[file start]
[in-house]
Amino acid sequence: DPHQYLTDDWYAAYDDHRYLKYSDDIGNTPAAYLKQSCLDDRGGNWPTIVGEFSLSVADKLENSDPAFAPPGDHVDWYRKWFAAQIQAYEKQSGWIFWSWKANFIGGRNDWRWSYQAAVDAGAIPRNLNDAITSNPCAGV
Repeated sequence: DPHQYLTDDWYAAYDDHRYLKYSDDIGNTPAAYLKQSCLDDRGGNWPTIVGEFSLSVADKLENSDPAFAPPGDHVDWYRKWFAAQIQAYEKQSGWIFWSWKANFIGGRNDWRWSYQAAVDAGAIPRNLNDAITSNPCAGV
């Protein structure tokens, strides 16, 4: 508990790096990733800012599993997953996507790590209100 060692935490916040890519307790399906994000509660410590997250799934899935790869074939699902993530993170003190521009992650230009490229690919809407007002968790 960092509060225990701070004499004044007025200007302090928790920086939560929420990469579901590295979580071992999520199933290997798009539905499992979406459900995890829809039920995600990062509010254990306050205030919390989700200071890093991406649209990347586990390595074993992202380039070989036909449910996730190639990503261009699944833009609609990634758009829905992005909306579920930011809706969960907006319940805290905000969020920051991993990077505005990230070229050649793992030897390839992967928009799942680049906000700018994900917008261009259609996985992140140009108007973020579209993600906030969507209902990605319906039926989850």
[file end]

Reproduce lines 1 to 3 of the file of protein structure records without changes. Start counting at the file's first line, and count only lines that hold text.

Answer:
[in-house]
Amino acid sequence: DPHQYLTDDWYAAYDDHRYLKYSDDIGNTPAAYLKQSCLDDRGGNWPTIVGEFSLSVADKLENSDPAFAPPGDHVDWYRKWFAAQIQAYEKQSGWIFWSWKANFIGGRNDWRWSYQAAVDAGAIPRNLNDAITSNPCAGV
Repeated sequence: DPHQYLTDDWYAAYDDHRYLKYSDDIGNTPAAYLKQSCLDDRGGNWPTIVGEFSLSVADKLENSDPAFAPPGDHVDWYRKWFAAQIQAYEKQSGWIFWSWKANFIGGRNDWRWSYQAAVDAGAIPRNLNDAITSNPCAGV